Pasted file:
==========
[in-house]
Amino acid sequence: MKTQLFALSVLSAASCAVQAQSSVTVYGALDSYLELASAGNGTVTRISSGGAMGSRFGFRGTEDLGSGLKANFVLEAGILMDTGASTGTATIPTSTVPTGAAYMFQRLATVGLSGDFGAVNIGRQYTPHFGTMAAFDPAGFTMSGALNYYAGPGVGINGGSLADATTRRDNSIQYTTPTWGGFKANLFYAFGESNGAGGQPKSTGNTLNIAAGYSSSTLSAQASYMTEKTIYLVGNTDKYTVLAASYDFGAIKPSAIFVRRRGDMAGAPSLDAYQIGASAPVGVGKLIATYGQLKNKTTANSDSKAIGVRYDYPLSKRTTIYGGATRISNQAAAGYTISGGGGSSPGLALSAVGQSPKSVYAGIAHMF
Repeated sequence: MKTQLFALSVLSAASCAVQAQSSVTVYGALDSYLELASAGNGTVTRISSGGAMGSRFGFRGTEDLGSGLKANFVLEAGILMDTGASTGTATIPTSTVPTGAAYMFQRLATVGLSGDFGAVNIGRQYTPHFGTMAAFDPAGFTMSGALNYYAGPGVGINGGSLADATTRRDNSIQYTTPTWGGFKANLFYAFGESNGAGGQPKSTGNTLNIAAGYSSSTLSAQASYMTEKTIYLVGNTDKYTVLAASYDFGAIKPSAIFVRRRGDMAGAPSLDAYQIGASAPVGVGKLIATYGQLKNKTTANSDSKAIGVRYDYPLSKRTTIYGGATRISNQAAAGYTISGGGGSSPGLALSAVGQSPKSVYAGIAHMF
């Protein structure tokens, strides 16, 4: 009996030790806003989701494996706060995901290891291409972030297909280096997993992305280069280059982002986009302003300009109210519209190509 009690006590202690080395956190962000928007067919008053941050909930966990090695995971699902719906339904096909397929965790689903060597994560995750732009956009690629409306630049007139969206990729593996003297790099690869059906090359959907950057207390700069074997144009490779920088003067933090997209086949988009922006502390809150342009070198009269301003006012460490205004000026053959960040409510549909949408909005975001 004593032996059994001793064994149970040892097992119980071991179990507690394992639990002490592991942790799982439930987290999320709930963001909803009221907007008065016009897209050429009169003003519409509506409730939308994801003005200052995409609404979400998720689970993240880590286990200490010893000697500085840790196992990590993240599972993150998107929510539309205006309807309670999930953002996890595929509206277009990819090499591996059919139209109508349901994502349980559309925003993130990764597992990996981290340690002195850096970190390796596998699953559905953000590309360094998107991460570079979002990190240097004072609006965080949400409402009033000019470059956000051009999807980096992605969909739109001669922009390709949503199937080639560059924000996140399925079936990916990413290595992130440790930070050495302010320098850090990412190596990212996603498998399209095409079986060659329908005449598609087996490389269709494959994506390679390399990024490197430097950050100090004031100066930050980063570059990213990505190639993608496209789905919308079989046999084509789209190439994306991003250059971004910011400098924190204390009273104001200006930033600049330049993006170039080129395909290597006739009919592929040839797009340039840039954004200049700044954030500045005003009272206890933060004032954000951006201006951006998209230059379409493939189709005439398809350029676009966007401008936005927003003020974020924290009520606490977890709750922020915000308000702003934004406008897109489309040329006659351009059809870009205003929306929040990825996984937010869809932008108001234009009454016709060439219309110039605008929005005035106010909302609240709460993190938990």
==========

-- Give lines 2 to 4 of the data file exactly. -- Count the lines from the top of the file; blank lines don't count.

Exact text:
Amino acid sequence: MKTQLFALSVLSAASCAVQAQSSVTVYGALDSYLELASAGNGTVTRISSGGAMGSRFGFRGTEDLGSGLKANFVLEAGILMDTGASTGTATIPTSTVPTGAAYMFQRLATVGLSGDFGAVNIGRQYTPHFGTMAAFDPAGFTMSGALNYYAGPGVGINGGSLADATTRRDNSIQYTTPTWGGFKANLFYAFGESNGAGGQPKSTGNTLNIAAGYSSSTLSAQASYMTEKTIYLVGNTDKYTVLAASYDFGAIKPSAIFVRRRGDMAGAPSLDAYQIGASAPVGVGKLIATYGQLKNKTTANSDSKAIGVRYDYPLSKRTTIYGGATRISNQAAAGYTISGGGGSSPGLALSAVGQSPKSVYAGIAHMF
Repeated sequence: MKTQLFALSVLSAASCAVQAQSSVTVYGALDSYLELASAGNGTVTRISSGGAMGSRFGFRGTEDLGSGLKANFVLEAGILMDTGASTGTATIPTSTVPTGAAYMFQRLATVGLSGDFGAVNIGRQYTPHFGTMAAFDPAGFTMSGALNYYAGPGVGINGGSLADATTRRDNSIQYTTPTWGGFKANLFYAFGESNGAGGQPKSTGNTLNIAAGYSSSTLSAQASYMTEKTIYLVGNTDKYTVLAASYDFGAIKPSAIFVRRRGDMAGAPSLDAYQIGASAPVGVGKLIATYGQLKNKTTANSDSKAIGVRYDYPLSKRTTIYGGATRISNQAAAGYTISGGGGSSPGLALSAVGQSPKSVYAGIAHMF
């Protein structure tokens, strides 16, 4: 009996030790806003989701494996706060995901290891291409972030297909280096997993992305280069280059982002986009302003300009109210519209190509 009690006590202690080395956190962000928007067919008053941050909930966990090695995971699902719906339904096909397929965790689903060597994560995750732009956009690629409306630049007139969206990729593996003297790099690869059906090359959907950057207390700069074997144009490779920088003067933090997209086949988009922006502390809150342009070198009269301003006012460490205004000026053959960040409510549909949408909005975001 004593032996059994001793064994149970040892097992119980071991179990507690394992639990002490592991942790799982439930987290999320709930963001909803009221907007008065016009897209050429009169003003519409509506409730939308994801003005200052995409609404979400998720689970993240880590286990200490010893000697500085840790196992990590993240599972993150998107929510539309205006309807309670999930953002996890595929509206277009990819090499591996059919139209109508349901994502349980559309925003993130990764597992990996981290340690002195850096970190390796596998699953559905953000590309360094998107991460570079979002990190240097004072609006965080949400409402009033000019470059956000051009999807980096992605969909739109001669922009390709949503199937080639560059924000996140399925079936990916990413290595992130440790930070050495302010320098850090990412190596990212996603498998399209095409079986060659329908005449598609087996490389269709494959994506390679390399990024490197430097950050100090004031100066930050980063570059990213990505190639993608496209789905919308079989046999084509789209190439994306991003250059971004910011400098924190204390009273104001200006930033600049330049993006170039080129395909290597006739009919592929040839797009340039840039954004200049700044954030500045005003009272206890933060004032954000951006201006951006998209230059379409493939189709005439398809350029676009966007401008936005927003003020974020924290009520606490977890709750922020915000308000702003934004406008897109489309040329006659351009059809870009205003929306929040990825996984937010869809932008108001234009009454016709060439219309110039605008929005005035106010909302609240709460993190938990």